Gingivitis is one of the most prevalent diseases in children. The aim of this study was to evaluate the prevalence and intensity of gingivitis disease in 6-10 years old children and investigate its related factors. During a cross sectional study, a total of 442 boys and girls from elementary school children were selected from north, south, east, west and central areas of Tehran city in Iran by multistage random sampling. A questionnaire was completed. Children`s gums were examined and they were evaluated by using of Leo and Silness gingival index method. Results showed that 422 (95.8%) of children were affected by gingivitis. The intensity of mild and moderated gingivitis was 277 (62.67%) and 145 (32.81%), respectively. There was no significant differences between the prevalence and intensity of gingivitis with age (p>0.05). Also, prevalence and intensity of gingivitis has a reverse relationship with daily brushing and gingivitis in the south and west of Tehran City is more than other areas.
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Gingivitis is the most common and mildest form of oral or dental disease in the inflammatory and recurrent reaction of free gingival. It is developed both by local stimulus and systemic factors (Ainamo and Bay, 1975; Am Laugsson and Magnusson, 1995). Gingivitis is often caused by inadequate oral hygiene, which leads to inflammation, bleeding of the gums and plaque buildup. If not treated, it can progress to more serious gum diseases such as periodontitis and eventually to the destruction of bone and to tooth loss (Breuer and Cosgrove, 1989; Page, 1986; Brown and Loe, 1993). The main cause of gingivitis is plaque, a soft, sticky film that forms on the teeth when starches and sugars react with bacteria that is naturally present in the mouth (Moore et al., 1987). Gingivitis can develop periodontal disease in advance and finally destroys the tissues of periodontium. So that remedy requires advance treatment such as periodontal surgery (Sirafi and Moghaddass, 1988). Children are more predisposed to gingivitis due to special condition of periodontium and poor oral hygiene. Thus, the prevalence of gingivitis is very high in children especially adolescence age (Hagoson et al., 1981). The prevalence of gingivitis is different in various communities and most investigators have reported it between 50 to 100% (Benjamin et al., 1993). According to the Food and Drug Administration, approximately 15% of adults between 21 and 50 years old and 30% of adults from 50, have gum disease (FDA, 2002).
Some studies of gingivitis had previously been conducted in Iran (Sirafi and Moghaddas, 1988; Khordimood, 1991; Makarem, 1987). The city of Tehran was selected for this study because there was no whole information available on the prevalence and intensity of gingivitis and its relation factors for oral health programs. The objectives of this study were to determine the prevalence and intensity of gingivitis among 6-10 years old elementary school children in Tehran City in Iran and to investigate the association of gingivitis with oral health care.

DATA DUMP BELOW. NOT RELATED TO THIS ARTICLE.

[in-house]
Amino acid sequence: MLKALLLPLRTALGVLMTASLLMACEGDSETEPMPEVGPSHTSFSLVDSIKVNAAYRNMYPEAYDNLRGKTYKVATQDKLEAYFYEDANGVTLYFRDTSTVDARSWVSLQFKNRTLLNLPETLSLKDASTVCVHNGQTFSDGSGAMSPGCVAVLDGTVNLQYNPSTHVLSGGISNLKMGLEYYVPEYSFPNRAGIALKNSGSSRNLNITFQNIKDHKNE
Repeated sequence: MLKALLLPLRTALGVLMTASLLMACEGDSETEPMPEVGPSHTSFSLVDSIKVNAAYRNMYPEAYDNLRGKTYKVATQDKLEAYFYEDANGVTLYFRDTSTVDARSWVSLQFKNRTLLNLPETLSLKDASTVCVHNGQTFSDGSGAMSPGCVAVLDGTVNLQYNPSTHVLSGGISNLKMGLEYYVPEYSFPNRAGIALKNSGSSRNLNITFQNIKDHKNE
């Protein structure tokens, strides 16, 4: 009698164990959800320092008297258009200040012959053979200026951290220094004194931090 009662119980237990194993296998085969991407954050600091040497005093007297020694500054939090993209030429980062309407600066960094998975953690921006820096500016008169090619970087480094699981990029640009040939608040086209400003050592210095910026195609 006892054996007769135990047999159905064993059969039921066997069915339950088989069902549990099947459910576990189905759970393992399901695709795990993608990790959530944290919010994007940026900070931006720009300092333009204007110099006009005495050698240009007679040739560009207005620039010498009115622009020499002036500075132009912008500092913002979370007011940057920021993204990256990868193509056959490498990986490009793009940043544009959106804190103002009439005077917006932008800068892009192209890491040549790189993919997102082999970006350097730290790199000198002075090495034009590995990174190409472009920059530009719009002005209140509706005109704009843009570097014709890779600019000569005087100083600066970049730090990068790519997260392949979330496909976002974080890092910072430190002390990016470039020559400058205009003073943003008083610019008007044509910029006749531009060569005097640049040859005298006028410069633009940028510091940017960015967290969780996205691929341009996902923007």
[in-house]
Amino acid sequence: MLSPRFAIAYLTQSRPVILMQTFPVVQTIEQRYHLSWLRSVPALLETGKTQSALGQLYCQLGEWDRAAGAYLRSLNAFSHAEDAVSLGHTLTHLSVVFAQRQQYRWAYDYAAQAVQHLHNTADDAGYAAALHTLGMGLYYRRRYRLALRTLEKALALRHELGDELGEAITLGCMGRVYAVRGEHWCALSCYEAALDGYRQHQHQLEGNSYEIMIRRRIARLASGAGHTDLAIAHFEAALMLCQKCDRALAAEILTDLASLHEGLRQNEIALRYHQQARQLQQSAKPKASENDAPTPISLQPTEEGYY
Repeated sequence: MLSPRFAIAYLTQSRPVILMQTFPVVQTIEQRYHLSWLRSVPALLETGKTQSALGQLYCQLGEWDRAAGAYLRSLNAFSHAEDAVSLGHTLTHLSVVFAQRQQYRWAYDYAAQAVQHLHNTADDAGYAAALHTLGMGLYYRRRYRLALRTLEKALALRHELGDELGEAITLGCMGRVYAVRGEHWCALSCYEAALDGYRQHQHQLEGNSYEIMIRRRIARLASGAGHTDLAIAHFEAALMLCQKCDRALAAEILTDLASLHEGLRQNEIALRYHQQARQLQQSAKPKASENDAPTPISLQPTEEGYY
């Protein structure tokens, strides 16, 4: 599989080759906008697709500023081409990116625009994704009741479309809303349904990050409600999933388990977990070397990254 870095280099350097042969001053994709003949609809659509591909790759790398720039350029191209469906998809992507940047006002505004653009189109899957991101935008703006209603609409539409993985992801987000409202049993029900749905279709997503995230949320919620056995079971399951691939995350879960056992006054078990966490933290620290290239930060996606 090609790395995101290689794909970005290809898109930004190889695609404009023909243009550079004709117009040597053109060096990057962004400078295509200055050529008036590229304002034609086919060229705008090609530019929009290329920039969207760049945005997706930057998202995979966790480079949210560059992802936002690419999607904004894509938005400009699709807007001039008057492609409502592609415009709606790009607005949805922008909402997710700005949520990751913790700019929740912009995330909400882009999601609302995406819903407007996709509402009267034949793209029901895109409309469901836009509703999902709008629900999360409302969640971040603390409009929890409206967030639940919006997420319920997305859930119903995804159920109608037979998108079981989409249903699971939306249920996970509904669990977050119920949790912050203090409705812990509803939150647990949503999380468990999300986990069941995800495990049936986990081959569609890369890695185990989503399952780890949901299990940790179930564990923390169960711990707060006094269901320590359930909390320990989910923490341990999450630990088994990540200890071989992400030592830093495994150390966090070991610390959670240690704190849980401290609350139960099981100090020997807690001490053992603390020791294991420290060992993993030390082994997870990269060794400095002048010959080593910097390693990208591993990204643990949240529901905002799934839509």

MATERIALS AND METHODS
This descriptive study was carried out about prevalence and intensity of gingivitis disease on 442, 6-10 years old elementary school children, which were selected by multistage random sampling from north, south, east, west and central areas of Tehran city in 2002. Ten schools were studied at these five areas (two schoolsfrom each area). Then, two classes of schools with 20-24 students were examined. The examination was performed by a dentist, using disposable mouth mirror, sterilized instruments, disinfection solution, disposable gloves, mask and periodontal probe. A questionnaire was designed to record the status of gums along with the occupational, educational levels of parents and health habits such as daily brushing and using dental floss. Method of Loe and Silness was used for determining of gingival index and evaluation of the gum health. This index is extensively used in epidemiologic studies for prevalence of gingivitis. In this index, some factors such as gum inflammation, the color of gum and existence of edema (to detect by direct observation) and bleeding (to detect by using of a probe) were employed to ascertain the condition of gum. Four gingival regions of gum including mesiobuccal, midbucal, distobuccal and midlingual in teeth were examined.
The conditions of gum were divided into normal, mild and moderate types of gingivitis. Adjacent tooth was examined in some cases of a missed tooth. The samples were chosen based on 75% probability prevalence and 95% confidence interval. After computing descriptive statistics, bivariate analyses used chi-square tests for prevalence of gingivitis and analysis variance (ANOVA) for gingivitis intensity. p-values of less than 0.05 were considered to be statistically significant.